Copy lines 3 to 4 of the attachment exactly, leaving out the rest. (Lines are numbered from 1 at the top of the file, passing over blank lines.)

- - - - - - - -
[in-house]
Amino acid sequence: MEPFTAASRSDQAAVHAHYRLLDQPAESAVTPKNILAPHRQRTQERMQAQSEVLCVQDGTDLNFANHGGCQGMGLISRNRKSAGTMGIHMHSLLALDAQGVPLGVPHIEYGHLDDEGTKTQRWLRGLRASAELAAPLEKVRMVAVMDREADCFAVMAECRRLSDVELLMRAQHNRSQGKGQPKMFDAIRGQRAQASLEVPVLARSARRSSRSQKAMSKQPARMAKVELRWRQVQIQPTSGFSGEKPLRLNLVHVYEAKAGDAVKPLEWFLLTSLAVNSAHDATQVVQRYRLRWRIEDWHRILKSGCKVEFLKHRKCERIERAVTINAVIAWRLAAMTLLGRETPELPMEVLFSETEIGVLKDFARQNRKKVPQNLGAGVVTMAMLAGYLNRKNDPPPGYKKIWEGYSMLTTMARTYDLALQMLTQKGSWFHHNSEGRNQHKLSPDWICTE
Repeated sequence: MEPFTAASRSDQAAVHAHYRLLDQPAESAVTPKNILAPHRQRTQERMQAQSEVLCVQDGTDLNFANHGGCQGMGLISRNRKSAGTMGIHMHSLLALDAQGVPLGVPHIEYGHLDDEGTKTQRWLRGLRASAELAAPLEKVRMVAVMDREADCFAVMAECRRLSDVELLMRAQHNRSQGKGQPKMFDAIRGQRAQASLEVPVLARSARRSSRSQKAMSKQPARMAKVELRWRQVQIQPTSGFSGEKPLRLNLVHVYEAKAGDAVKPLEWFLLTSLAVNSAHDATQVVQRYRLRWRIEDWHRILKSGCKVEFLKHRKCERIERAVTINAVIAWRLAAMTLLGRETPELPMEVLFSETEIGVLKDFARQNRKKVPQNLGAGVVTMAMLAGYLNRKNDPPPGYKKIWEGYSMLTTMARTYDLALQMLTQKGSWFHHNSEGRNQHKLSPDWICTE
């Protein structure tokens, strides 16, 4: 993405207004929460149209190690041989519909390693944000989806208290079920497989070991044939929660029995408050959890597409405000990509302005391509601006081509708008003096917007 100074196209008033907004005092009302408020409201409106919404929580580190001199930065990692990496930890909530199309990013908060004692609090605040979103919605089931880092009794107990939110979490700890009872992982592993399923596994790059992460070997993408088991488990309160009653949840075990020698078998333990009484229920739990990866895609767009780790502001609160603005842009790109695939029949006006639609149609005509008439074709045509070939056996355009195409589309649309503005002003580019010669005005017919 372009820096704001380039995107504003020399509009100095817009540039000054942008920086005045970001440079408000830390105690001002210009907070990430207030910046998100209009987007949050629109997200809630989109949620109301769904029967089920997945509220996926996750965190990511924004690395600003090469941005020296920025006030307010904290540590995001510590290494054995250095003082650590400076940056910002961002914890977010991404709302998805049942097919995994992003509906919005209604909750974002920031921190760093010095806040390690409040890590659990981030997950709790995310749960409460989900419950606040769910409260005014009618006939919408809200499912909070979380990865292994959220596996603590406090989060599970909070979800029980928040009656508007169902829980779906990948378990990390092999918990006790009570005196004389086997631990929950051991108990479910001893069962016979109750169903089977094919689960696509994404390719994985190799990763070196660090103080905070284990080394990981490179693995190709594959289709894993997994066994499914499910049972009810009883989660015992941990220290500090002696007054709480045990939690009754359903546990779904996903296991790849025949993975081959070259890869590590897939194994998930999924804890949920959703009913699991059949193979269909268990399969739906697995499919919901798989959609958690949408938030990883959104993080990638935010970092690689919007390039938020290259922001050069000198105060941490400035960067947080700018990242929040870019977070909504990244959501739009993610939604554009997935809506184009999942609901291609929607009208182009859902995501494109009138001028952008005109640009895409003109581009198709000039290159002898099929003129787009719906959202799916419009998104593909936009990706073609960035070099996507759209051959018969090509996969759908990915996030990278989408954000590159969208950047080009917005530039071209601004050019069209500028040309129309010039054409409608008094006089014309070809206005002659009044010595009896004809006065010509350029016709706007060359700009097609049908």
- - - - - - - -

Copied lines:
Repeated sequence: MEPFTAASRSDQAAVHAHYRLLDQPAESAVTPKNILAPHRQRTQERMQAQSEVLCVQDGTDLNFANHGGCQGMGLISRNRKSAGTMGIHMHSLLALDAQGVPLGVPHIEYGHLDDEGTKTQRWLRGLRASAELAAPLEKVRMVAVMDREADCFAVMAECRRLSDVELLMRAQHNRSQGKGQPKMFDAIRGQRAQASLEVPVLARSARRSSRSQKAMSKQPARMAKVELRWRQVQIQPTSGFSGEKPLRLNLVHVYEAKAGDAVKPLEWFLLTSLAVNSAHDATQVVQRYRLRWRIEDWHRILKSGCKVEFLKHRKCERIERAVTINAVIAWRLAAMTLLGRETPELPMEVLFSETEIGVLKDFARQNRKKVPQNLGAGVVTMAMLAGYLNRKNDPPPGYKKIWEGYSMLTTMARTYDLALQMLTQKGSWFHHNSEGRNQHKLSPDWICTE
């Protein structure tokens, strides 16, 4: 993405207004929460149209190690041989519909390693944000989806208290079920497989070991044939929660029995408050959890597409405000990509302005391509601006081509708008003096917007 100074196209008033907004005092009302408020409201409106919404929580580190001199930065990692990496930890909530199309990013908060004692609090605040979103919605089931880092009794107990939110979490700890009872992982592993399923596994790059992460070997993408088991488990309160009653949840075990020698078998333990009484229920739990990866895609767009780790502001609160603005842009790109695939029949006006639609149609005509008439074709045509070939056996355009195409589309649309503005002003580019010669005005017919 372009820096704001380039995107504003020399509009100095817009540039000054942008920086005045970001440079408000830390105690001002210009907070990430207030910046998100209009987007949050629109997200809630989109949620109301769904029967089920997945509220996926996750965190990511924004690395600003090469941005020296920025006030307010904290540590995001510590290494054995250095003082650590400076940056910002961002914890977010991404709302998805049942097919995994992003509906919005209604909750974002920031921190760093010095806040390690409040890590659990981030997950709790995310749960409460989900419950606040769910409260005014009618006939919408809200499912909070979380990865292994959220596996603590406090989060599970909070979800029980928040009656508007169902829980779906990948378990990390092999918990006790009570005196004389086997631990929950051991108990479910001893069962016979109750169903089977094919689960696509994404390719994985190799990763070196660090103080905070284990080394990981490179693995190709594959289709894993997994066994499914499910049972009810009883989660015992941990220290500090002696007054709480045990939690009754359903546990779904996903296991790849025949993975081959070259890869590590897939194994998930999924804890949920959703009913699991059949193979269909268990399969739906697995499919919901798989959609958690949408938030990883959104993080990638935010970092690689919007390039938020290259922001050069000198105060941490400035960067947080700018990242929040870019977070909504990244959501739009993610939604554009997935809506184009999942609901291609929607009208182009859902995501494109009138001028952008005109640009895409003109581009198709000039290159002898099929003129787009719906959202799916419009998104593909936009990706073609960035070099996507759209051959018969090509996969759908990915996030990278989408954000590159969208950047080009917005530039071209601004050019069209500028040309129309010039054409409608008094006089014309070809206005002659009044010595009896004809006065010509350029016709706007060359700009097609049908």